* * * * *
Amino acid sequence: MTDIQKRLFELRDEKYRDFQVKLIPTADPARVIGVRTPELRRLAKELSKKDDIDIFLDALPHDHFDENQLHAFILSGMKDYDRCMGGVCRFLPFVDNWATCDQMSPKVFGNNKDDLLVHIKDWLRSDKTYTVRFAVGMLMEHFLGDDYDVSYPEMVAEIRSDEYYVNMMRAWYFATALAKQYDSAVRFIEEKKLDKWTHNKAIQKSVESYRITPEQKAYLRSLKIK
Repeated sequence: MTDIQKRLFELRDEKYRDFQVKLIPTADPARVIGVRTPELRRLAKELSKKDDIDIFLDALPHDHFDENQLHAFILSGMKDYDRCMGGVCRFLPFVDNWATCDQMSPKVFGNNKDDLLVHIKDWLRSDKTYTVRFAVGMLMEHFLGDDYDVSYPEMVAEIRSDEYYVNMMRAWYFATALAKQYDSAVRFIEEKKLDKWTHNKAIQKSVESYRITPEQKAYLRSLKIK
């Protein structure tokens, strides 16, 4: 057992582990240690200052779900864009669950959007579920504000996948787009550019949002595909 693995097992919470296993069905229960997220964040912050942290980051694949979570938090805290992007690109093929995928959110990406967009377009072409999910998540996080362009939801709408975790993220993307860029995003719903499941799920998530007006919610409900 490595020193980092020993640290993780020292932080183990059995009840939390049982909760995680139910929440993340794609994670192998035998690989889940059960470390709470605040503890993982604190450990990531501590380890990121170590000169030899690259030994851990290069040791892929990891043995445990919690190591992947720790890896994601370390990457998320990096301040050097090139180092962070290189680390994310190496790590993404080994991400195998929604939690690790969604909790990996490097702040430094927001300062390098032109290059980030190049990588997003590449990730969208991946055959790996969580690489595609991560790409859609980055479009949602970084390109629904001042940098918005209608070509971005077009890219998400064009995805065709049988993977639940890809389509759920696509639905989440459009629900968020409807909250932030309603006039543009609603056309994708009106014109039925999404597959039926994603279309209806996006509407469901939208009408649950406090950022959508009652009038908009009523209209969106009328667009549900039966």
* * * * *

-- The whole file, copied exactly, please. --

Amino acid sequence: MTDIQKRLFELRDEKYRDFQVKLIPTADPARVIGVRTPELRRLAKELSKKDDIDIFLDALPHDHFDENQLHAFILSGMKDYDRCMGGVCRFLPFVDNWATCDQMSPKVFGNNKDDLLVHIKDWLRSDKTYTVRFAVGMLMEHFLGDDYDVSYPEMVAEIRSDEYYVNMMRAWYFATALAKQYDSAVRFIEEKKLDKWTHNKAIQKSVESYRITPEQKAYLRSLKIK
Repeated sequence: MTDIQKRLFELRDEKYRDFQVKLIPTADPARVIGVRTPELRRLAKELSKKDDIDIFLDALPHDHFDENQLHAFILSGMKDYDRCMGGVCRFLPFVDNWATCDQMSPKVFGNNKDDLLVHIKDWLRSDKTYTVRFAVGMLMEHFLGDDYDVSYPEMVAEIRSDEYYVNMMRAWYFATALAKQYDSAVRFIEEKKLDKWTHNKAIQKSVESYRITPEQKAYLRSLKIK
């Protein structure tokens, strides 16, 4: 057992582990240690200052779900864009669950959007579920504000996948787009550019949002595909 693995097992919470296993069905229960997220964040912050942290980051694949979570938090805290992007690109093929995928959110990406967009377009072409999910998540996080362009939801709408975790993220993307860029995003719903499941799920998530007006919610409900 490595020193980092020993640290993780020292932080183990059995009840939390049982909760995680139910929440993340794609994670192998035998690989889940059960470390709470605040503890993982604190450990990531501590380890990121170590000169030899690259030994851990290069040791892929990891043995445990919690190591992947720790890896994601370390990457998320990096301040050097090139180092962070290189680390994310190496790590993404080994991400195998929604939690690790969604909790990996490097702040430094927001300062390098032109290059980030190049990588997003590449990730969208991946055959790996969580690489595609991560790409859609980055479009949602970084390109629904001042940098918005209608070509971005077009890219998400064009995805065709049988993977639940890809389509759920696509639905989440459009629900968020409807909250932030309603006039543009609603056309994708009106014109039925999404597959039926994603279309209806996006509407469901939208009408649950406090950022959508009652009038908009009523209209969106009328667009549900039966």